Building Canonical AMP Sites for E-commerce at AMP Conf 2018
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Building Canonical AMP Sites for E-commerce at AMP Conf 2018


[MUSIC PLAYING] BEN MORSS: I’m here
with Lisa Wang, live at AMP Conf,
product manager for AMP. And you’ve been talking
about e-commerce at AMP and how AMP can be used
for e-commerce application everywhere, on
mobile and desktop. LISA WANG: Yeah, definitely. So I think that with
the launch of amp-bind, we really now believe
that AMP is ready for all of the verticals in e-commerce. And in the last year, that’s
what we’ve really seen is that many different
companies across verticals, across the world, have
adopted AMP and really seen huge success with it, right? Because the
fundamental theory is that if you put your content
in front of your users more quickly, they’re more
likely to engage with you and hopefully buy
something from you. And I think we have
stats to prove that. So 53% of users
will leave a site after three seconds of loading. And e-commerce, 79% of
users won’t come back to a site that was
poorly performing. So if they had trouble
browsing through things, if they had trouble
buying something, they might buy that one time,
but then they won’t come back. BEN MORSS: Another
point is we should maybe use AMP at a certain
point on your site and not use AMP somewhere
else on your site? LISA WANG: We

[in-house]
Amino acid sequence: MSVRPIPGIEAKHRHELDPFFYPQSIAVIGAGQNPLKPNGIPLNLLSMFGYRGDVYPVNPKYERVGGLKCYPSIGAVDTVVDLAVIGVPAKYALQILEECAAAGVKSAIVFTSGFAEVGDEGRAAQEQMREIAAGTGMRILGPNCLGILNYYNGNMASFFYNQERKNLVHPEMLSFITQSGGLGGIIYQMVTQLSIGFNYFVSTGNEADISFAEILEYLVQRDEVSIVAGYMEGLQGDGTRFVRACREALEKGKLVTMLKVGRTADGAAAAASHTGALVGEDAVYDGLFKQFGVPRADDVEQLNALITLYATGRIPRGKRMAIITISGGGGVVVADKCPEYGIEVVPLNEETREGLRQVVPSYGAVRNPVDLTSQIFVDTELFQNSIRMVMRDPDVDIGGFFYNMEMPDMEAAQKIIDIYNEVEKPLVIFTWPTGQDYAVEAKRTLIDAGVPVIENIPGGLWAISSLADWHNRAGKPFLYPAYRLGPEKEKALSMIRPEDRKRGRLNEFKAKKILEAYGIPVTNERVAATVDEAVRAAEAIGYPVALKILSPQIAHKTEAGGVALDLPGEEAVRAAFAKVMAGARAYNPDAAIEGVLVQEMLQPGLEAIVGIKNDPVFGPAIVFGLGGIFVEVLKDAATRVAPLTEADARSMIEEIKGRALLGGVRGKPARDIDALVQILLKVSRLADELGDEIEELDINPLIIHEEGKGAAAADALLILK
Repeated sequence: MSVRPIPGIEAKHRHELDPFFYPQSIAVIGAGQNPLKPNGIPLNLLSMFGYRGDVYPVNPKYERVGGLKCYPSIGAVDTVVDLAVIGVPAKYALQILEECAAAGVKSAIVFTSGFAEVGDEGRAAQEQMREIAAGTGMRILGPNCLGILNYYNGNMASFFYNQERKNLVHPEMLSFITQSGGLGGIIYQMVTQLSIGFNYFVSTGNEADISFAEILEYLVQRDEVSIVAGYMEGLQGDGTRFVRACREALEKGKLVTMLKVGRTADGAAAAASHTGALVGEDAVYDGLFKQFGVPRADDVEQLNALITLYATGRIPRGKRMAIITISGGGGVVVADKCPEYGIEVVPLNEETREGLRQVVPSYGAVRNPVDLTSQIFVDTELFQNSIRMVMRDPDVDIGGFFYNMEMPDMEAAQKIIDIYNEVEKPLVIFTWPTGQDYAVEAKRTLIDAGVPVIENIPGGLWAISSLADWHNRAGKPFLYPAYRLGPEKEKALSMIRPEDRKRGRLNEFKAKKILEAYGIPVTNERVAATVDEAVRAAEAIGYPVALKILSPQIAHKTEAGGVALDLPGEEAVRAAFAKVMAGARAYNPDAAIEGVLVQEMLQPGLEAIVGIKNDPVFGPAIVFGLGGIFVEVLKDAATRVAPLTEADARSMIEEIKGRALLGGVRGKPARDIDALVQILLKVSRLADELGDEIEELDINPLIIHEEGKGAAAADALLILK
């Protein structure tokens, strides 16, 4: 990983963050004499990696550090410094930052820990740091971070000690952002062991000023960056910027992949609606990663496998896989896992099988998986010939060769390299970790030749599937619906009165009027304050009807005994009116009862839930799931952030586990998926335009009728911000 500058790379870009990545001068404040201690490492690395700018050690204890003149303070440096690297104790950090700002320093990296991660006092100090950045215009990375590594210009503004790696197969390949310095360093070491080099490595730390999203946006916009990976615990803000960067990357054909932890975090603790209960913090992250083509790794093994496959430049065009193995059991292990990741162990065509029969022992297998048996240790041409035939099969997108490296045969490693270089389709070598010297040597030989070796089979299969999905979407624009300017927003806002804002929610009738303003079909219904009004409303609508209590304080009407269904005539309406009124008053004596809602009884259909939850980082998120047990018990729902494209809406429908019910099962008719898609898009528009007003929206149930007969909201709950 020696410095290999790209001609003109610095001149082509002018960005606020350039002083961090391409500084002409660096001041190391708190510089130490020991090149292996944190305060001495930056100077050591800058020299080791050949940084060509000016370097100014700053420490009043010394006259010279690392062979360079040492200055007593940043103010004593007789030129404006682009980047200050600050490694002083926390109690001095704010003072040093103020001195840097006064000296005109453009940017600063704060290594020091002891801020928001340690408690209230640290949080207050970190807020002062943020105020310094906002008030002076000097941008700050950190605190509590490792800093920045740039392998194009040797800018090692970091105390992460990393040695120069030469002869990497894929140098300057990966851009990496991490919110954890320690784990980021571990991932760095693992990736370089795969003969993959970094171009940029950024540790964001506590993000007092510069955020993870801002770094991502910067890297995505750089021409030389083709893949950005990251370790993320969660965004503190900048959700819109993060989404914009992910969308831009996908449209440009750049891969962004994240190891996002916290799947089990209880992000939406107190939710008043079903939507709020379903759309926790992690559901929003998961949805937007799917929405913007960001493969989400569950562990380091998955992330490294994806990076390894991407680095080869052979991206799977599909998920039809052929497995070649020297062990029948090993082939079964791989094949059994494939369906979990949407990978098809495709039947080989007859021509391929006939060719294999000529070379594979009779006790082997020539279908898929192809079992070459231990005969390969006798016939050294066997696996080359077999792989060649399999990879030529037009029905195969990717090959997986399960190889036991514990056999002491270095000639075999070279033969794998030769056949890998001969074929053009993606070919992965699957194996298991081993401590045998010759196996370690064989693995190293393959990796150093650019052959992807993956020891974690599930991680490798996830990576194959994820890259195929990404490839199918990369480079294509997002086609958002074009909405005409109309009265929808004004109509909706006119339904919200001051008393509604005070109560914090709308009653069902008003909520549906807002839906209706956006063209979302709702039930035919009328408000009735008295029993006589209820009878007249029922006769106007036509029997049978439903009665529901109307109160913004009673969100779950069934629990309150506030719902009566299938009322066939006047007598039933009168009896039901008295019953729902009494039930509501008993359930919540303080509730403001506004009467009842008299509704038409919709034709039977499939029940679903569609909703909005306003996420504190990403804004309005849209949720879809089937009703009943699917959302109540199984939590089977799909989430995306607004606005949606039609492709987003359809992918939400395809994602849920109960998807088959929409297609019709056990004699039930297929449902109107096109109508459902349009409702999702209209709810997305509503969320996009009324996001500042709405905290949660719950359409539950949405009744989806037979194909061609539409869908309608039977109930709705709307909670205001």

believe that you can use AMP for the full conversion
funnel for your full site, and we’ve really seen that. So AliExpress is one of the
biggest e-commerce sites in the world, and they’ve
gone all-in on AMP. So they’re building all
of their site in AMP, and they’ve seen more than 40%
decrease in page load times, and they’ve seen over 4%
increase in conversions. And so that amount
of speed that you’re going to get on every
step of the flow is huge. [MUSIC PLAYING] BEN MORSS: So I’m told I can
now build my site with AMP for desktop and for mobile? ABBY BECK: Yes. And we actually
have on ampstart.com a whole component system
where you could just take pieces that are interactive. So you could use
the Sidebar Menu component for that
full functionality on both mobile and desktop. And then we also
have full templates for e-commerce, blogs. We have a restaurant
template and even a gallery template with really
cool interactive experiences. BEN MORSS: And you were saying
there is now a date picker module of some sort. ABBY BECK: Yeah. So the date picker
is really awesome, because formerly you had to
essentially use different form elements and combinations. But this has, just like
any other date picker you would see on like a
booking site for travel say, it has even visual design
baked into the default so that you don’t have to
custom style if you don’t want to but you totally can. BEN MORSS: And you were saying
there’s a lightbox gallery now. What is that? ABBY BECK: Yeah. That’s a really cool feature
that we’ve just launched, where it enables any
image on the page to show up in this lightbox
fully immersive experience, again, both on desktop and
mobile and any other device size. And then users can actually